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FAQ

I am having issues, where do I leave a bug report?

Please leave bug reports either at the discussion board or at the Juno.jl Github repository.

Juno doesn't work properly after an Atom update. What do I do?

Check whether you have a little red bug symbol in the status bar (lower right):

native bug

If so, click on it and then click on "Rebuild Packages":

native update

Restart Atom and you should be good to go!

Juno doesn't work properly after some Atom packages were updated. What do I do?

There's a chance the update of julia-client failed. To get a clean re-install while preserving any setting you might have changed, try the following steps:

  1. Close all Atom instances.
  2. Start a terminal (e.g. cmd on Windows or the Terminal App on MacOS)
  3. Execute apm uninstall julia-client.
  4. Execute apm install julia-client.
  5. Start Juno. Evertyhing should work again.

The REPL is unbearably slow. How do I fix it?

Enable the Fallback Renderer option in the julia-client settings and restart Atom for good measure.

Some Juno package is using the wrong precompile cache, what do I do?

This problem manifests itself in errors like:

WARNING: Method definition
WARNING: Module Juno with uuid 738353145462472 is missing from the cache.
ERROR: LoadError: Declaring precompile(false) is not allowed in files that are being precompiled.
ERROR: LoadError: Failed to precompile Atom to C:\Users...

One way this can occur is from updating Julia versions. However, this has a very easy fix. Go into the Julia REPL (not the Juno console in Atom, but the actual Julia terminal window) and type in the command:

using Atom

That will force Julia to re-compile all of the cache files and should fix the problem.

I am having a problem running Juno with an older version of Julia, why?

Juno is under rapid development, so it's expected that previous versions may not be compatible with the Atom packages overtime. Julia will automatically use older versions on the Julia-side packages, but Atom will always give you the most up-to-date packages it knows about, which causes this issue. The easy way to solve this is to always use the current Julia release. Otherwise, resort to the Developer Installation Instructions for the Atom packages and use git to checkout an older version. This requires some git know-how, so it's only recommended if the older version of Julia is truly necessary.

How do I use Juno with the Julia Nightly version?

If you want to use Juno with the nightly version use caution: this package is under rapid development so do so at your own risk. That being said, the Julia nightly should work using the Developer Installation Instructions. Note that this will require you to be on master for the Julia and Atom packages, so things will be changing likely before documentation changes.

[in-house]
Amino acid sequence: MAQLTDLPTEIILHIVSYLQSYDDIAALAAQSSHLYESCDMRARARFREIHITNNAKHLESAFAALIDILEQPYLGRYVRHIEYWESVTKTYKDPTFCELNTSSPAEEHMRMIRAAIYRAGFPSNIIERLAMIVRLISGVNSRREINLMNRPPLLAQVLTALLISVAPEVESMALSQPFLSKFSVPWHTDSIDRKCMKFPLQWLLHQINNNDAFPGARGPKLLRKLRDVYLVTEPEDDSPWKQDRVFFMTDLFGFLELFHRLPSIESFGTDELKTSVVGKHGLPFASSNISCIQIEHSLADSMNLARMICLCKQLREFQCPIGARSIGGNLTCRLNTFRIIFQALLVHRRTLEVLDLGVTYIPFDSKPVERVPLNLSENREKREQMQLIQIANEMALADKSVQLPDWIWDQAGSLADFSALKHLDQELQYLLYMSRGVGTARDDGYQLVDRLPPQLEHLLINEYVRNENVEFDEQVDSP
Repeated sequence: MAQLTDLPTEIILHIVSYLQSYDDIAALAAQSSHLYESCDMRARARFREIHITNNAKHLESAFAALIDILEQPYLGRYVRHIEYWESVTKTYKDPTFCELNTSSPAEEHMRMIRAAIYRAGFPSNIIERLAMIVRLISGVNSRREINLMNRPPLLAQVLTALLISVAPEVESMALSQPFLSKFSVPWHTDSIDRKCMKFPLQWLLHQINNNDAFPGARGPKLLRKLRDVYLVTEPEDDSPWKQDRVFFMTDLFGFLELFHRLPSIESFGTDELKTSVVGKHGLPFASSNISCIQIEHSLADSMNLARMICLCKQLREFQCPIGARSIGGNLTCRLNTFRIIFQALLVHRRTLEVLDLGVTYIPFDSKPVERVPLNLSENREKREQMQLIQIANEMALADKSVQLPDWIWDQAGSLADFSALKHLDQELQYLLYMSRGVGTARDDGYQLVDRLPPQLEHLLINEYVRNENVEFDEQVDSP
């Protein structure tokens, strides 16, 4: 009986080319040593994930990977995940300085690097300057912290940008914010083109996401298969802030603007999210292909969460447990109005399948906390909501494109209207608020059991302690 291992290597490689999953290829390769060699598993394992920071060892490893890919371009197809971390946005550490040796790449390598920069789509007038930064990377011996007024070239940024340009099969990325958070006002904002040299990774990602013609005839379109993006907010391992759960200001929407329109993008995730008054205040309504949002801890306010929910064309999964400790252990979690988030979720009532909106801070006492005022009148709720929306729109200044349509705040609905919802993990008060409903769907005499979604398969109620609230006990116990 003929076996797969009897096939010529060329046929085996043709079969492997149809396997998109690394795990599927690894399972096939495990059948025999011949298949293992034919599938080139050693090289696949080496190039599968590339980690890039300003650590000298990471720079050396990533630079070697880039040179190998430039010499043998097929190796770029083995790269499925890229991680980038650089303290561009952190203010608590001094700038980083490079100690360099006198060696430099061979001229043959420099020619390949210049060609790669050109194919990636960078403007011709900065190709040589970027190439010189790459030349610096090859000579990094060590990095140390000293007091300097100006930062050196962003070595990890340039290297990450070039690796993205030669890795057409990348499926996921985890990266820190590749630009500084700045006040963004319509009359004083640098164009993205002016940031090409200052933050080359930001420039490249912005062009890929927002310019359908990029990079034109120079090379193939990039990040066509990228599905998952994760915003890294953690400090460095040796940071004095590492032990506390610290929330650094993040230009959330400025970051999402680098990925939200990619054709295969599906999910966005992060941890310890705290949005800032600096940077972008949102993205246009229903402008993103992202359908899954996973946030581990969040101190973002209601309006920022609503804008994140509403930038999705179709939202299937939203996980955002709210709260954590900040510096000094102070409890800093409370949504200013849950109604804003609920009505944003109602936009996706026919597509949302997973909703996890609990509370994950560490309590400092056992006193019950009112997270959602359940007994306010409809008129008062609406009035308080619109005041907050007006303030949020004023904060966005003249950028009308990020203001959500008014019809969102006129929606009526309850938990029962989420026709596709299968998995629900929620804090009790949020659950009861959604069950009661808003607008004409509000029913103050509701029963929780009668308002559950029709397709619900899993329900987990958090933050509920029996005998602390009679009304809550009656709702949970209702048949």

How do I execute code on Juno startup?

Much like Julia has its ~/.julia/config/startup.jl file for executing code on startup, Juno will execute code contained in ~/.julia/config/juno_startup.jl after Julia has been booted and a connection with the editor is established. This allows running code on startup that queries the frontend, e.g. Juno.syntaxcolors.

Advanced topics

Connecting to a Julia session in a (local) Docker container

Use case: local installation of Juno with a local Docker container

  1. Launch Atom/Juno on your local machine
  2. Spin up your docker container with network_mode:host, ie.
docker run -it --network=host [container_name] julia
  1. In Atom/Juno, bring up The Command Palette and search for Julia Client: Connect External Process
  2. Juno will respond with a Julia command, e.g. using Juno; Juno.connect([Atom port]), where [Atom port] is the port Atom is listening on for the Julia session to connect.
  3. In the Julia session, replace [Atom port] in the following command with the port specified by Atom & enter the following command to connect your Julia session to Atom

For Mac:

using Juno; Juno.connect("host.docker.internal", [Atom port])

For Linux (untested):

using Juno; Juno.connect("docker0", [Atom port])

Connecting to a Julia session on a remote machine

Juno can be used for editing and executing code on a remote machine (which might be very useful for computationally expensive tasks or when you want to use hardware not available locally, e.g. GPUs).

Prerequisites

The remote machine must have Julia installed and you need to be able to open a ssh connection to it. On your local machine you need a working Juno installation as well as a remote code editing package, for example ftp-remote-edit (or remote-edit-ni).

Setting up Julia

Open a new terminal in Juno with Julia Client: New Terminal and execute the Julia Client: Connect External Process command in Juno:

In the terminal you'll need to ssh into the remote machine with port forwarding. This can be done with the following command

ssh -R <RemotePort>:localhost:<JunoPort> you@yourserver

where <RemotePort> is a port you can choose freely and <JunoPort> is the port given by the Connect External Process command.

For servers that listen on a non-standard ssh port you'll also need to add the correct -p flag; I'd also recommend using an identity file with the -i option.

After you're succesfully logged into the server you need to start Julia, potentially pkg> add Atom Juno, and execute

using Atom; using Juno; Juno.connect(<RemotePort>)

You should get a message telling you that Juno succesfully connect to an external process; after that basically all of Juno's features should work fine:

Setting up remote file editing

Add a new server in ftp-remote-edit's server browser:

and you can start editing files!